Clearly Paterno should have done more, but you have no proof of your conspiracy theory.

        • Derek November 10, 2011 at 3:39 pm #

          I wasn’t really even suggesting that Paterno told the AD to basically sweep this under the rug. I suspect that Joe probably assumed that the police would get involved at some level after he called the AD. So I am willing to take it for granted that JoePa did exactly what he was supposed to do in terms of addressing this with the AD. When I say that the AD was taking his cue from Joe, I mean that he followed Joe’s example in terms of “handling things in-house” and performed in-house discipline (of Sandusky). Every single alumni I’ve heard discuss this has said that Joe and Penn State prided themselves on handling problems in-house. So if anyone was going to get authorities involved, I think it needed to be Joe. I suspect that even back then, Joe hoped that the authorities would get involved, but that he was glad that he could hand that task off and wash his hands of it. The AD is responsible for his own lack of action. But I also believe that he followed Joe’s lead, which was to handle this in-house if at all possible and to call the police only if Sandusky didn’t accept their in-house punishment.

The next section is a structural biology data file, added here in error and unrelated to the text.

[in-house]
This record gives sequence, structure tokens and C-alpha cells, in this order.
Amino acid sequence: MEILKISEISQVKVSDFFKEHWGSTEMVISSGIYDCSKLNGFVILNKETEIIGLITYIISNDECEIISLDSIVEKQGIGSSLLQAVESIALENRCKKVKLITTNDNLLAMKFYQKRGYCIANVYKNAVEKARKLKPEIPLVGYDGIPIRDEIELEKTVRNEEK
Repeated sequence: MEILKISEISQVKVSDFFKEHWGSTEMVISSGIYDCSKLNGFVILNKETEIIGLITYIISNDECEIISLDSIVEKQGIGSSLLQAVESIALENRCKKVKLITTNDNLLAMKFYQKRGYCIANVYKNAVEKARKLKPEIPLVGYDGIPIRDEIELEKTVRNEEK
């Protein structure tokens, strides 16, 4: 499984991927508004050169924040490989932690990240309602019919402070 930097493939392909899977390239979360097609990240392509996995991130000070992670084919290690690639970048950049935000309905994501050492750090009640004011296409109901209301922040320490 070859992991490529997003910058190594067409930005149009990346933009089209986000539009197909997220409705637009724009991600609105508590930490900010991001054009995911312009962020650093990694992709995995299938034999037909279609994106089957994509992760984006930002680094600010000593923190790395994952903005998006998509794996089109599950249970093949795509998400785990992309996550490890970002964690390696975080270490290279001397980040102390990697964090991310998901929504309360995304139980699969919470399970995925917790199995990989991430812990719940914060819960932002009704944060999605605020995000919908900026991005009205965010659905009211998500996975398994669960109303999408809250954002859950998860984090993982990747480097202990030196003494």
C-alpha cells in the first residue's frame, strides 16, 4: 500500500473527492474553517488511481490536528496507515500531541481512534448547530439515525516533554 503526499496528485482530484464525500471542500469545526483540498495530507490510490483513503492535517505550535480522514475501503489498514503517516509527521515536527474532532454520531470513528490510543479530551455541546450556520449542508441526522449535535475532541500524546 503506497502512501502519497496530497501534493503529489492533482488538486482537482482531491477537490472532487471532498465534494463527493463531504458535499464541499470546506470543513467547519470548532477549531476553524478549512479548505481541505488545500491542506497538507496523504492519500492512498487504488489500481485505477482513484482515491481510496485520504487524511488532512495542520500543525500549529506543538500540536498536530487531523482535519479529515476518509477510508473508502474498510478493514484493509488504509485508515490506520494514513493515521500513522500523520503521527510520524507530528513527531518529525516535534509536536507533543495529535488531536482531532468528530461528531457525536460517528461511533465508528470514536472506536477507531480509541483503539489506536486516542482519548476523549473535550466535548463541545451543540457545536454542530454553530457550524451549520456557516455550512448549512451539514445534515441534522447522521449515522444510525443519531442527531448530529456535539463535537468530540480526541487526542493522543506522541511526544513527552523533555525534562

7. Kevin C November 10, 2011 at 11:31 am #

    It’s also sad that 2000 students rioted after the firing of Paterno last night. How can anyone think this was not the right decision!

  8. donsands November 10, 2011 at 11:43 am #

    “It is so hard for me to get my mind around this, because I have no doubt that Paterno was ethical and God fearing in many regards.”-Derek

    Can one know the fear of our Lord, and allow this to go on for so many years? That is a good question, and yet is God simply sitting on the sidelines, or is He working in the heart of His beloved child, if Joe is in fact born again.
    I always took it as Joe was a good Catholic, and was dead in his religion of priests and Hail Marys. But then again I’m not that familiar with his Catholicism.

    • Derek November 10, 2011 at 12:24 pm #

      Don, the bottom line is what I said in paragraph 4. Sometimes, even we Protestants know what the right thing to do is, but in cowardice, we only take half measures because we’re not prepared to put our reputation or career or other idols on the line.

  9. Jim November 10, 2011 at 11:58 am #

    This has given me pause (one again for the nth time) that: “little” sins always metastasize into “big” sins, that what is hidden has a habit of becoming public, that we reap what we sow, and that God is not mocked. Ever. Oh, and that nobody involved ever planned to have it “turn out this way”. May I take this lesson to heart and deal ruthlessly with the sin that dwells within.